I agree that 2 minutes is different from just going to get a towel and, I guess if you can be 99.9% sure of not being distracted and taking longer or your child not turning on the hot tap then it's probably ok occasionally but not a great habit to get into, IMO.


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#39 of 82 Old 05-12-2011, 11:28 PM
 
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Originally Posted by ShwarmaQueen View Post

Even stepping out of the room for 5-10 seconds isn't a good habit. There are so many things that could pull me away- the door bell, the phone ringing, the teapot, etc. 5 seconds could easily turn into 5 minutes. I'm not saying that other moms here would forget about their babe but I guess I just don't trust myself. Keeping focus isnt my stronghold, so when I leave the bathroom, so does DS.


I totally agree with this. Leaving a young child alone in the bath is never safe. DD is 16 months and although she can hold her own I always stay within reach of her if I am not bathing with her. Accidents happen and it is NOT worth the risk.

 


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#40 of 82 Old 05-13-2011, 01:55 AM
 
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I timed my estimated 30 seconds last night after reading here (actually i got DP to time me 4 times while i did the various things i might do, and he averaged them for me).  My longest was 23 seconds, my average was 19 seconds.  So for some of us the 30second thing is because we're counting too fast in our heads! :)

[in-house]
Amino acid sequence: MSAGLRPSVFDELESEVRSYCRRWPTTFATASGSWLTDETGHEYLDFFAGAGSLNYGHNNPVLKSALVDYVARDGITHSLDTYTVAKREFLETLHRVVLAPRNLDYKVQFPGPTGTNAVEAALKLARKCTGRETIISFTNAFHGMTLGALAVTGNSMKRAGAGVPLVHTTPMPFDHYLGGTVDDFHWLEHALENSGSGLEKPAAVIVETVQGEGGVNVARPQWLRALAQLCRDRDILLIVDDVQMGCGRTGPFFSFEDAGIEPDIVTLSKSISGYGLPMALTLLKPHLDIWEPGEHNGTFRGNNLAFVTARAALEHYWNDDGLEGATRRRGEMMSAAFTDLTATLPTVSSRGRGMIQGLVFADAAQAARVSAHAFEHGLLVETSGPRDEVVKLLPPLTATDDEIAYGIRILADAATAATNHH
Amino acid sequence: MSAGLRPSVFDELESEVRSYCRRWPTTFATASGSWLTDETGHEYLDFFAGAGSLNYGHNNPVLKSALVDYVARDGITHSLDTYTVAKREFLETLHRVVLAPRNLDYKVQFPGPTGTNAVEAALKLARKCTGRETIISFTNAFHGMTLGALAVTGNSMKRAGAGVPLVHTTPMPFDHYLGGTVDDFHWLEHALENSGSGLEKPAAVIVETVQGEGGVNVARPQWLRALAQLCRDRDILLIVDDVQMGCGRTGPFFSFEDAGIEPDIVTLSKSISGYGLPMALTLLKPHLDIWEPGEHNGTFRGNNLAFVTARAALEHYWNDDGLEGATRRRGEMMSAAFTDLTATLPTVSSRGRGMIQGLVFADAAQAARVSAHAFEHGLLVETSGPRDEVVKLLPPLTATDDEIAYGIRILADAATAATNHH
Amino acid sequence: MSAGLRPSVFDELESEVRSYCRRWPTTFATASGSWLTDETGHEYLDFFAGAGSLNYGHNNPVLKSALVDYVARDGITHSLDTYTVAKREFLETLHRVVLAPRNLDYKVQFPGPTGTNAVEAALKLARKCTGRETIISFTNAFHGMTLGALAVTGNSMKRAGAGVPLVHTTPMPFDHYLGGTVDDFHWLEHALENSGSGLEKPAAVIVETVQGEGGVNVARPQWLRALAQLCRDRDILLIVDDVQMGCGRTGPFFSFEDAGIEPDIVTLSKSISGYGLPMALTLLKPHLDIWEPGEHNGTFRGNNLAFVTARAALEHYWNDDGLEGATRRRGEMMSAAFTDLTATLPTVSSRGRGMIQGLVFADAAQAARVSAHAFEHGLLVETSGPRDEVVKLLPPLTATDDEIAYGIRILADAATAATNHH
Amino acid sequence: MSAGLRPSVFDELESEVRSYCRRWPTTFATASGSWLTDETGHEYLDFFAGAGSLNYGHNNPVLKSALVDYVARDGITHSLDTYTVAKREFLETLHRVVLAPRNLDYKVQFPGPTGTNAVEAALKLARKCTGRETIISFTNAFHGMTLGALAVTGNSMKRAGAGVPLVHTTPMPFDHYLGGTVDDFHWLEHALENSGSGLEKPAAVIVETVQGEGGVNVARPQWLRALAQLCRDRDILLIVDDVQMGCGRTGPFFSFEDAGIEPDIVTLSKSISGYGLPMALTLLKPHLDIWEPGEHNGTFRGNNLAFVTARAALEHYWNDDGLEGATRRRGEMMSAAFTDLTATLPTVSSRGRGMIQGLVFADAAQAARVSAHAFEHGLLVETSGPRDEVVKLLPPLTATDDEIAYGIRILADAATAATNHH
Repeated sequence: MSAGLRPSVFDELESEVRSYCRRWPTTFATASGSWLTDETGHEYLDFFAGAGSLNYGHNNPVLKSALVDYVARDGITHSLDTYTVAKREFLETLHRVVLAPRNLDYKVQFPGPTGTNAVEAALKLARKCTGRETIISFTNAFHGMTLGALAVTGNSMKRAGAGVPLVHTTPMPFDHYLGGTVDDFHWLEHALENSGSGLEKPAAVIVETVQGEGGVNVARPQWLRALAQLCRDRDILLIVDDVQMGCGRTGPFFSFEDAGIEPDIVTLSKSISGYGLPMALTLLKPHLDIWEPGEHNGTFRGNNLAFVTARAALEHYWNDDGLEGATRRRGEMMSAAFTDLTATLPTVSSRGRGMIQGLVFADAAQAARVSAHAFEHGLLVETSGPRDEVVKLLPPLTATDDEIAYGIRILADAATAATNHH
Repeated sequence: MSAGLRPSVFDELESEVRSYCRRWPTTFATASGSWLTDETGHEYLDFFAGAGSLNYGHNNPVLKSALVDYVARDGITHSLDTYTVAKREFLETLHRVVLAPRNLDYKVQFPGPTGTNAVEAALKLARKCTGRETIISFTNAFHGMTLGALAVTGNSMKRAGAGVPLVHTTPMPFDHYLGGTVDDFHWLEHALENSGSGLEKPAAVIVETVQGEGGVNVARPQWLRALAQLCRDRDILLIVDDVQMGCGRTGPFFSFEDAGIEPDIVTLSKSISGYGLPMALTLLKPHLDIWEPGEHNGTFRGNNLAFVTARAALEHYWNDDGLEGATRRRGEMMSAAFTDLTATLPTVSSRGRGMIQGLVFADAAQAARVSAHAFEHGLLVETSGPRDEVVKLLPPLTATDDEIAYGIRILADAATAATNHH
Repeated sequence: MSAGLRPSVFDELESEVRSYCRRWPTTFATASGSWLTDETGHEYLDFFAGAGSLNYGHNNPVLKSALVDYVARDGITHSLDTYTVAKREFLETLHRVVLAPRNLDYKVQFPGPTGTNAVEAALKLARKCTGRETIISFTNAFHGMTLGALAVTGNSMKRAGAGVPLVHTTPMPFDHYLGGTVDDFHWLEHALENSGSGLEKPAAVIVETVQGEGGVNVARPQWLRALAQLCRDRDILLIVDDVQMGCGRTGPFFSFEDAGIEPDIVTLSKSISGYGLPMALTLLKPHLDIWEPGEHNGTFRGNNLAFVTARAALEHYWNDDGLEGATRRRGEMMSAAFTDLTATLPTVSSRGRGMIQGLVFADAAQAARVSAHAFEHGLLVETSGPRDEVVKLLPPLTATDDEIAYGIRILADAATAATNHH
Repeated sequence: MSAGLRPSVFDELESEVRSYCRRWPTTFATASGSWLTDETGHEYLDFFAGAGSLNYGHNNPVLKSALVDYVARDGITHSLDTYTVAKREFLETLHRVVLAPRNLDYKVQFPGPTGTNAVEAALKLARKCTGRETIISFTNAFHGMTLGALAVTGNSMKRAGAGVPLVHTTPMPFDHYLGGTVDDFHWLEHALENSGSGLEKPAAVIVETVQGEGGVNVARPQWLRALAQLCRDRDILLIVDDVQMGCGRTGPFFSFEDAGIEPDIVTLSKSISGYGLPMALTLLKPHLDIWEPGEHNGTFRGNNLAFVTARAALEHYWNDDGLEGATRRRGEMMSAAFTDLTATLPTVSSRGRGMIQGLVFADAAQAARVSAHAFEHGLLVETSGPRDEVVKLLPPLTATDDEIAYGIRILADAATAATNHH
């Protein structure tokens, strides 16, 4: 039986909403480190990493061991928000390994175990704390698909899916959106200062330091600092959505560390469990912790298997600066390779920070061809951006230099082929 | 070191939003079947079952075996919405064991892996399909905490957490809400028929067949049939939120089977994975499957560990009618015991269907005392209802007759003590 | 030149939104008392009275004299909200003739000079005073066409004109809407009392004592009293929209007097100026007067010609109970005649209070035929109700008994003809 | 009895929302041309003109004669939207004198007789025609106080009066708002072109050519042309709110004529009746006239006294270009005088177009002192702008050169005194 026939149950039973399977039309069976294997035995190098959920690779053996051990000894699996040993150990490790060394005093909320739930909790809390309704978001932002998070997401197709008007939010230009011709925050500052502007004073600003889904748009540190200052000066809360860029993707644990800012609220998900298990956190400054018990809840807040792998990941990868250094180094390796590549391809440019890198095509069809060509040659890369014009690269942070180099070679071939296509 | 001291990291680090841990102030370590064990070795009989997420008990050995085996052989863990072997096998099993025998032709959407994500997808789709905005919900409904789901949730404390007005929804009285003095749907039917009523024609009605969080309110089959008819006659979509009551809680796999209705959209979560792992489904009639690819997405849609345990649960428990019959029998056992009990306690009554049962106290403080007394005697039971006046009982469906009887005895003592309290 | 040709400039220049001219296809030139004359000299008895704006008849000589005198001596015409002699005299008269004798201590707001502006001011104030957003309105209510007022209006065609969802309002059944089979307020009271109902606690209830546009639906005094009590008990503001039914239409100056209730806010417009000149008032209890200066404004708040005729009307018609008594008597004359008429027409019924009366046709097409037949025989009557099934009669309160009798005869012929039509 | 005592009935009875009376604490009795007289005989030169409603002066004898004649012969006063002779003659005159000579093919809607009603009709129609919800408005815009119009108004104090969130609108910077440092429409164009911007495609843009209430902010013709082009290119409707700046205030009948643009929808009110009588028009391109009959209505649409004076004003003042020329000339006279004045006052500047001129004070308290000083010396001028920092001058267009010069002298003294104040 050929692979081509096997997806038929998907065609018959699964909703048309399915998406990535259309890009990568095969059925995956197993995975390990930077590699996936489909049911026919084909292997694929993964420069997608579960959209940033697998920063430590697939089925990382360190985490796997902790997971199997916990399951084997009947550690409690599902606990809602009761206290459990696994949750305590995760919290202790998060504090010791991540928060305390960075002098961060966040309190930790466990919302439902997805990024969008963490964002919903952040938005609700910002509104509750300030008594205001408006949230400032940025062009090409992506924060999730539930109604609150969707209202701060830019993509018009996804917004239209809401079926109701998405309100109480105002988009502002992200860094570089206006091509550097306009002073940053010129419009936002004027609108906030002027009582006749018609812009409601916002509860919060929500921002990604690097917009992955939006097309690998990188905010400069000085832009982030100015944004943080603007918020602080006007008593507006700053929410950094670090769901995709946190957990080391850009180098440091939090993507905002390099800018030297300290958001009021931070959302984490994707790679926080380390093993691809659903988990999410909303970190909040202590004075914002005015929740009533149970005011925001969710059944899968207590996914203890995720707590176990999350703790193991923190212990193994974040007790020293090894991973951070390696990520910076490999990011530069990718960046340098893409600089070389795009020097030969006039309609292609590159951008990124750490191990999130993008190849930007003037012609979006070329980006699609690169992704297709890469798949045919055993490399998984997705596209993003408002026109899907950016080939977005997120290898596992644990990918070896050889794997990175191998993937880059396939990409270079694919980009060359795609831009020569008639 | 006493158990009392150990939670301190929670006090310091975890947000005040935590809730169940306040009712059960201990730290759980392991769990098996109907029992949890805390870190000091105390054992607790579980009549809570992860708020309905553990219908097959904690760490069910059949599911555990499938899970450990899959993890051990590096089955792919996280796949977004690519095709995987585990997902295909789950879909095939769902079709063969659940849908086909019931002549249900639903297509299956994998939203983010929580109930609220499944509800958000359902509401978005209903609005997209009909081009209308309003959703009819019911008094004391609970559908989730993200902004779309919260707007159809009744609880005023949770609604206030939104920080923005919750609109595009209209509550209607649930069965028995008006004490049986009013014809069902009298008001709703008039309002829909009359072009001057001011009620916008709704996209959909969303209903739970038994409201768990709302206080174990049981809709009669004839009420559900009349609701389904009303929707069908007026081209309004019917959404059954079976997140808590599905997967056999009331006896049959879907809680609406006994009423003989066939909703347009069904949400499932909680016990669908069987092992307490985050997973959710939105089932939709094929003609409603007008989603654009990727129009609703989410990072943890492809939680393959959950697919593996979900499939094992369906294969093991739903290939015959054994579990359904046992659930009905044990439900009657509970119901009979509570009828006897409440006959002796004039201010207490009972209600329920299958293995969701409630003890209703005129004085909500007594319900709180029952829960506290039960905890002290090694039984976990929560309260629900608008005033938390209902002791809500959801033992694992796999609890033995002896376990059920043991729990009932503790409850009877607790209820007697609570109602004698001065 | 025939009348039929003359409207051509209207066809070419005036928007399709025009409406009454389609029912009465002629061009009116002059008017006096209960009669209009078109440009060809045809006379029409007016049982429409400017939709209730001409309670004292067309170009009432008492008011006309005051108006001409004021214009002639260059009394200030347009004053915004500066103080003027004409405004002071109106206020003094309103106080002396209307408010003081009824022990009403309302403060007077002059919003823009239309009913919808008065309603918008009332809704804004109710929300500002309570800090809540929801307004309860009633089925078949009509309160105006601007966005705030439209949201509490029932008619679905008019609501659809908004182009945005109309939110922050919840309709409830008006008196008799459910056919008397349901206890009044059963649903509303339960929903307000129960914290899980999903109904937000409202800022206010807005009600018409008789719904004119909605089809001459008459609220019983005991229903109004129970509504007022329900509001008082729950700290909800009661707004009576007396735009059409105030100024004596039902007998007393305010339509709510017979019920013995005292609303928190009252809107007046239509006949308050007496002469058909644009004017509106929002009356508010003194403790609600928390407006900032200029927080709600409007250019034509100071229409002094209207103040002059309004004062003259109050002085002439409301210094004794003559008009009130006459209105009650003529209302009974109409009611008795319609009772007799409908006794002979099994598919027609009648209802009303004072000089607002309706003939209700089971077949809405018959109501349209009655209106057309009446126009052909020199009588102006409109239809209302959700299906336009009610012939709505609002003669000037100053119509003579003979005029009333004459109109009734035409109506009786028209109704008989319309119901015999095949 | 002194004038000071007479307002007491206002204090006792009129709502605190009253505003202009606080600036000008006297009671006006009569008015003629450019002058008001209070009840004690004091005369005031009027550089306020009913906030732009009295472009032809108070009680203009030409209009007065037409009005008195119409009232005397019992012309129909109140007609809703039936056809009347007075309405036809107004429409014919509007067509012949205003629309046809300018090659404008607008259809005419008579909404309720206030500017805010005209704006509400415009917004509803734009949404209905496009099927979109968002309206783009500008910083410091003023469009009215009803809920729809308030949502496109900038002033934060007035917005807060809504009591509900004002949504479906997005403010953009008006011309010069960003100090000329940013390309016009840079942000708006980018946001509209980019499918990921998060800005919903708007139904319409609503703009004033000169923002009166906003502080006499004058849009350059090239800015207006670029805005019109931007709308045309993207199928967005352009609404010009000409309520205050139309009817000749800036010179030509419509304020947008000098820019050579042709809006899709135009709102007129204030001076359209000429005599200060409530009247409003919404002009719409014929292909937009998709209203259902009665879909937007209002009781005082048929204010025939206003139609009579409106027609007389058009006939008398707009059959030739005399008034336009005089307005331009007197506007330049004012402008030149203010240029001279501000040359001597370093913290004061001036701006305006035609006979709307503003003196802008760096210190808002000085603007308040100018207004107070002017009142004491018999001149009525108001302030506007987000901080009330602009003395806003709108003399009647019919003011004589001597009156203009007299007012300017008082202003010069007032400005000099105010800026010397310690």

I definitely think if a person isn't comfortable with this they shouldn't do it, though i personally am comfortable doing so.  None of us is immune to tragedy, and bad things can happen no matter what.  I don't feel i take undue risks (others may disagree) but despite that i know bad stuff can happen.  I do think a lot depends on our kids and the layout of our houses too - i've only had one 20month old so far (DD2 is 11months).  And she happened to be a physically capable, happy in water, LOUD bather, so my 30 (19?) seconds out of the bathroom she was singing away the whole time, i could hear she was fine, plus we had taps she couldn't turn on, a full bath mat to help prevent slips and a "non-slip"(she slipped a lot) rubber floor (she fell often, never got a bruise).  The house we live in now has a stone flagged floor and the dryer (which was 5 yards from the bath in my teeny apartment) is downstairs, out the backdoor and in the garage here - no WAY would i fetch a towel from it here with the kid in the bath!

 

BTW - the whole discussion about getting towels (or not getting towels) makes me wonder - do you all have fairly big bathrooms?  No bathroom i've ever had had a closet in it, and the one in my teeny apartment was small enough that on at least 3 occasions my DD grabbed my carefully warmed and brought-in-before-bathtime towel and dragged it into the bath!  Needless to say, i had to fetch another! :)